What I Want from a Photo Sharing Site

Cabot Circus Roof, Bristol Don’t get me wrong. On the whole, I’m pretty happy with Flickr. It does a decent job. But Thomas Hawk got me thinking recently with his enthusiastic (Is Thomas ever anything but enthusiastic?) promotion of 500px. It does a nice job of showing off your photos, but one of the things that’s different about it, at least for now, is the focus on top quality photography.

There’s plenty of top quality photography on Flickr. But there’s also a lot of mediocrity, and quite a lot of complete rubbish. I try not to post too much complete rubbish, but I sometimes do, because I want to show something I saw and just didn’t get a good photo of. Much of the photography I post would come under the heading of ‘mediocre’. Not bad, but not really ‘portfolio’ stuff. I’m happy posting it to Flickr, but would feel bad about uploading it to 500px. It would lower the tone of the site, and I don’t want to do that.

It would be good to have somewhere to point someone who doesn’t already know my photography, to show what I have done. The best pictures I’ve taken. Like a portfolio, rather than introducing someone to my most recent photos, which may happen to be a bit, well, crappy.

It’s certainly good to have somewhere to share the photos I’m taking day-to-day. Some are better than others, but I don’t want to only share the very best. I want to show people the reasonably decent stuff too.

I also sometimes want to share photos that really aren’t very good. I may have spent an hour trying to get a shot of a swift flying past our window, and failed, so I want to share the blurred black shape that was the best shot I managed to get, to tell the story. Maybe there was an interesting bit of street art, and I want to show it, but screwed up the one photo I took. I still want to be able to show these off, but perhaps don’t want people thinking I’m actually happy with this sort of shot.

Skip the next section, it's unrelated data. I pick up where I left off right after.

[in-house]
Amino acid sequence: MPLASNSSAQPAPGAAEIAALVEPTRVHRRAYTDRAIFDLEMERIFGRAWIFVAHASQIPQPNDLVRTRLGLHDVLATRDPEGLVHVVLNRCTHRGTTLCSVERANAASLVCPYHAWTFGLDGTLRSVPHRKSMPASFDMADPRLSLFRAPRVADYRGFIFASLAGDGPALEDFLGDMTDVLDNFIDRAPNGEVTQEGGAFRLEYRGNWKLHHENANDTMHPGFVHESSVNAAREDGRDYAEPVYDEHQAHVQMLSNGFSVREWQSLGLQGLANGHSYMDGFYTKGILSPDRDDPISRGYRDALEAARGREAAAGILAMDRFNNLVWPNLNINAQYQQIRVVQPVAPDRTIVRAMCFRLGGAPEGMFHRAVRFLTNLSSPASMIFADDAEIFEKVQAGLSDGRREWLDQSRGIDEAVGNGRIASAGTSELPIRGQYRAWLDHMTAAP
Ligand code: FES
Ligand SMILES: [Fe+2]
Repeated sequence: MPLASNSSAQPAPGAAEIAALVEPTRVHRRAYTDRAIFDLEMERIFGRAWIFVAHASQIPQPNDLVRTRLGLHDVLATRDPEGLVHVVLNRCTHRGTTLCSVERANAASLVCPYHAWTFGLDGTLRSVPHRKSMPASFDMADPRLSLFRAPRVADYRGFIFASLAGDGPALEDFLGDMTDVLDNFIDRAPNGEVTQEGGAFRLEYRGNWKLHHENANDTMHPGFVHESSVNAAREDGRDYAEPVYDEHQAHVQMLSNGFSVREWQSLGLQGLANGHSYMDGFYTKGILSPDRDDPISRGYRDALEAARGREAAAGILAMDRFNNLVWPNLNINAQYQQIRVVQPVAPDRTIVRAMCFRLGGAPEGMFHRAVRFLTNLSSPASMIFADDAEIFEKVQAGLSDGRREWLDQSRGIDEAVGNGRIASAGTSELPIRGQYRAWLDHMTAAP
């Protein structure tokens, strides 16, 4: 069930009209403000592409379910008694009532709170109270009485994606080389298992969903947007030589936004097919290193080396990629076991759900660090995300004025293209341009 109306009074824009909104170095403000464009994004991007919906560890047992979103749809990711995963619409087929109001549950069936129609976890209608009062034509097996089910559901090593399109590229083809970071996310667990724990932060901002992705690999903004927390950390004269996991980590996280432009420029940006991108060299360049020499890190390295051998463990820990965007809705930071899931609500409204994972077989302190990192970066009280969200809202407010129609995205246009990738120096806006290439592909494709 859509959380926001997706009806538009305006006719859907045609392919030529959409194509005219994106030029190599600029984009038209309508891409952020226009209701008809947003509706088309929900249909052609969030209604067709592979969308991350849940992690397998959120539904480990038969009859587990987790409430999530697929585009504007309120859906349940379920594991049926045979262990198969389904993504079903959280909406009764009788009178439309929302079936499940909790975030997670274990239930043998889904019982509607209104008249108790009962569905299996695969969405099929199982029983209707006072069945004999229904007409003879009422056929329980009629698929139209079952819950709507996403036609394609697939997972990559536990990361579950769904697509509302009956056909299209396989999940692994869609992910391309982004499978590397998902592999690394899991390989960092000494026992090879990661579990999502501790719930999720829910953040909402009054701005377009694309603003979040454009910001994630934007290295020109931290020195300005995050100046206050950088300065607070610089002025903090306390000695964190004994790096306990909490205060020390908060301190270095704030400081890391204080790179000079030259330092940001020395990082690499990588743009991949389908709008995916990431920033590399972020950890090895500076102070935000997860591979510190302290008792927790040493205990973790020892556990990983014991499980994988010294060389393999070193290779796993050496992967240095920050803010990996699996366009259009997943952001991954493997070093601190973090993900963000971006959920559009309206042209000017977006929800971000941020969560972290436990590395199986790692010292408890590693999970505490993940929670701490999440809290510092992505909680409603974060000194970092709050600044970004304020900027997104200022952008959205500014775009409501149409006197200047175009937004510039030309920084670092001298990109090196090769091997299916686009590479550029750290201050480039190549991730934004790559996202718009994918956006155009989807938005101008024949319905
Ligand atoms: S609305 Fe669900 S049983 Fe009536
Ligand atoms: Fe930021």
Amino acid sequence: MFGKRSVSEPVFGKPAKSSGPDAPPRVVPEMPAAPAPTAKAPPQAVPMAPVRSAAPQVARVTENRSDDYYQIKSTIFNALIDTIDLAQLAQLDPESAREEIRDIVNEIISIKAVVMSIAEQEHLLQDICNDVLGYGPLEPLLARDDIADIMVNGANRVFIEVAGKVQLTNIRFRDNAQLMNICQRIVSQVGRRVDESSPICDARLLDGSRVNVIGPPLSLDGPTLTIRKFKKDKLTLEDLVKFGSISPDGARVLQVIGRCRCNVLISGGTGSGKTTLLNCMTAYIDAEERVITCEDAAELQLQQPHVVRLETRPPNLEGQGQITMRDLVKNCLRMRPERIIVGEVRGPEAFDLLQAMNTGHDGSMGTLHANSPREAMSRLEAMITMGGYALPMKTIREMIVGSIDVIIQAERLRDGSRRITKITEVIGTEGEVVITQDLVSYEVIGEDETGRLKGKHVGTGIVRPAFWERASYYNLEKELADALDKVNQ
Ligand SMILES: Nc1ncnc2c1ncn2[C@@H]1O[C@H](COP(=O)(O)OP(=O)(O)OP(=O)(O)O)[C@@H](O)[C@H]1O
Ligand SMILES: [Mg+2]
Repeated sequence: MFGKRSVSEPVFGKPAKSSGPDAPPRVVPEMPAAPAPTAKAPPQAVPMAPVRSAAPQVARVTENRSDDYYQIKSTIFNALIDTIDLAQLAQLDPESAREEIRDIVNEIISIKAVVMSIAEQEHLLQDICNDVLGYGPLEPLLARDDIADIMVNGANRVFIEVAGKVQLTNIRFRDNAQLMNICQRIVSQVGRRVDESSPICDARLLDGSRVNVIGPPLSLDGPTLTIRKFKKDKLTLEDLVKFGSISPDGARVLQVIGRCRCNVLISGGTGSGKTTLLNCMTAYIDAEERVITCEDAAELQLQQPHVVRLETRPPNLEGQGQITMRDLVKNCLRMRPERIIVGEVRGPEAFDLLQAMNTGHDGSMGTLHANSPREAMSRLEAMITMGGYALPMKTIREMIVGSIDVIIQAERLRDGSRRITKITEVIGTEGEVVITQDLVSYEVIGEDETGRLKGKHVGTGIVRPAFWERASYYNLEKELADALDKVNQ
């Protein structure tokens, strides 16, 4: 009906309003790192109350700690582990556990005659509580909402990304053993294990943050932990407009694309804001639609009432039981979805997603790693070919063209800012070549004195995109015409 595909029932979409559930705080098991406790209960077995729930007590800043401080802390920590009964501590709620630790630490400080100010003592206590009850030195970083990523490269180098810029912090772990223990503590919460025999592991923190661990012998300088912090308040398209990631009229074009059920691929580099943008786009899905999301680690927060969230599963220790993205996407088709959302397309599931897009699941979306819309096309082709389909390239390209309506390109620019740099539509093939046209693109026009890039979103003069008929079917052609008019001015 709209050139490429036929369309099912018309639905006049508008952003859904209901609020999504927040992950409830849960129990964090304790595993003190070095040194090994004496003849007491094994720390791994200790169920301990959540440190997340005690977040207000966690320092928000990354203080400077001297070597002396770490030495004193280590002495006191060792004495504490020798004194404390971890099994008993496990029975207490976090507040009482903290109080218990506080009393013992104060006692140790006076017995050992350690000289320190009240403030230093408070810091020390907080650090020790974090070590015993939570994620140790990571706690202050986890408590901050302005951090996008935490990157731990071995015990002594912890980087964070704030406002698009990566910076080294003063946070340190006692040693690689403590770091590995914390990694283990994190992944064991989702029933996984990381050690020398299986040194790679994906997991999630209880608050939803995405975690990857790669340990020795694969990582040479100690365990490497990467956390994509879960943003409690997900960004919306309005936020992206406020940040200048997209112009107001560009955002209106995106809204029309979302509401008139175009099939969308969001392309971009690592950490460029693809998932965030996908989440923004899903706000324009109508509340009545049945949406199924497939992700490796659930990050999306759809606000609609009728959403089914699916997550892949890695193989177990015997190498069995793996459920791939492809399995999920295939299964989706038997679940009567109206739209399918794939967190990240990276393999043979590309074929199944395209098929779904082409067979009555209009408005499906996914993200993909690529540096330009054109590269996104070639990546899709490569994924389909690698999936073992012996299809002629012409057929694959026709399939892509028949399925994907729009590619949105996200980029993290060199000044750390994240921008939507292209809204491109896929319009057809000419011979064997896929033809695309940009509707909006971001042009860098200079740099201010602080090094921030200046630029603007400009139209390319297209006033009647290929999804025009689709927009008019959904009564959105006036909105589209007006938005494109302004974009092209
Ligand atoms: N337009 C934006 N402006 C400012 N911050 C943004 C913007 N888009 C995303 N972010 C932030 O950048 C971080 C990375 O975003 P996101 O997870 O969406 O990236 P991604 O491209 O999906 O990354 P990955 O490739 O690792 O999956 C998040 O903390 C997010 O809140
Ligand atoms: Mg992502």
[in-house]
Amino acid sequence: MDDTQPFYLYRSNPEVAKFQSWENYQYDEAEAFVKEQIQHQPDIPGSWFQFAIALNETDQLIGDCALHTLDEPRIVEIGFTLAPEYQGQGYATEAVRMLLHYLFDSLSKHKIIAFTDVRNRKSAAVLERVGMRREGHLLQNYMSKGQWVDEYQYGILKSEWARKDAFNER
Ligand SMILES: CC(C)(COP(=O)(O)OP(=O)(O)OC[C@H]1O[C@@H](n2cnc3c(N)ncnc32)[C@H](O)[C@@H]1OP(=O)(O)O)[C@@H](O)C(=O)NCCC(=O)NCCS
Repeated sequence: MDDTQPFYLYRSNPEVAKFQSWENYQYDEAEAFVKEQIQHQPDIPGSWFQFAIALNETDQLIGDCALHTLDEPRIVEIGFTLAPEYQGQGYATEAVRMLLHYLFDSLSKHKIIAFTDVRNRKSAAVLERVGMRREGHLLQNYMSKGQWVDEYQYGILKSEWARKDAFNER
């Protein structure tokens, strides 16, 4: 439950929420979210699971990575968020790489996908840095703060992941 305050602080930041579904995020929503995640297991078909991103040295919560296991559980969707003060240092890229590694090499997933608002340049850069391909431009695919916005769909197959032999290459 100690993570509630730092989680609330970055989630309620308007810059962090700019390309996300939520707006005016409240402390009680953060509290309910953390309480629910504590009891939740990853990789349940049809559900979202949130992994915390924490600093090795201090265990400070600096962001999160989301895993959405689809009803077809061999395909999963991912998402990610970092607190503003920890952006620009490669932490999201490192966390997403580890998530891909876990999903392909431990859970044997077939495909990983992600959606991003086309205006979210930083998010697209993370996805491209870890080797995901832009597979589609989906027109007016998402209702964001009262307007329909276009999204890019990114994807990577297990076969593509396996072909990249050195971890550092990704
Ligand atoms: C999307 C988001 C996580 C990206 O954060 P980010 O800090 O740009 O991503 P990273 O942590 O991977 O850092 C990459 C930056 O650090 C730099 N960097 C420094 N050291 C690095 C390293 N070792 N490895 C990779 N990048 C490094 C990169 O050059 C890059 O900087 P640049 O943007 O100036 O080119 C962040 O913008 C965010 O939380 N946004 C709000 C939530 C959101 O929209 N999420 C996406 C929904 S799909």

500px is pretty good for that first category, for showing off those portfolio pieces that you’d want to show anyone while modestly saying “Well, you know, I dabble a little in photography – never really taken anything good. What these old things? Well, that’s very kind of you, but…”

Flickr is good for the second category. It doesn’t show the photos off well enough for the first category, though, and the default view is just your n most recent photos. Sometimes, my last few photos weren’t very good. It has a bit of a work-around for the final category. I’ve seen some people who will post their single best photo from a set as an actual public photo, then post several more as private photos, so other users don’t see them. They then add comments to the public photo, with small versions of the other photos. People can see all the photos if they want to, but the photostream only contains the very best. Neat trick, but only works in some circumstances, and it’s extra work. It also means people you can’t link to many of your photos, and people can’t comment on them.

For the third category, the really rather bad photos, I just upload them with the rest, but I don’t really like to.

The obvious answer would be to use 500px for what it does well, and Flickr for what it does well, and either compromise Flickr with the bad shots, or stick them somewhere else – maybe even leaving them on the hard drive, tale untold. One problem with that is that I’m lazy. I can export a batch of pics to Flickr quite easily. I can upload there directly from my iPhone for pics taken there. Adding another step to send a couple of the best each time to a different site is likely to get put off, and never done. If I also upload them to Flickr, they’ll be in more than one place, which doesn’t feel right to me. If I don’t, then the majority of people, who will only look on Flickr, won’t ever see my best photos.

I think the more practical answer for me is to keep using Flickr, and live with its faults. Maybe something will come along that beats it firmly enough to take over, but the number of users Flickr has causes a lot of momentum. Maybe Flickr will get the work put into it at some point to sort out its problems, and really bring it up to date. Unfortunately, the former is looking more likely than the latter these days.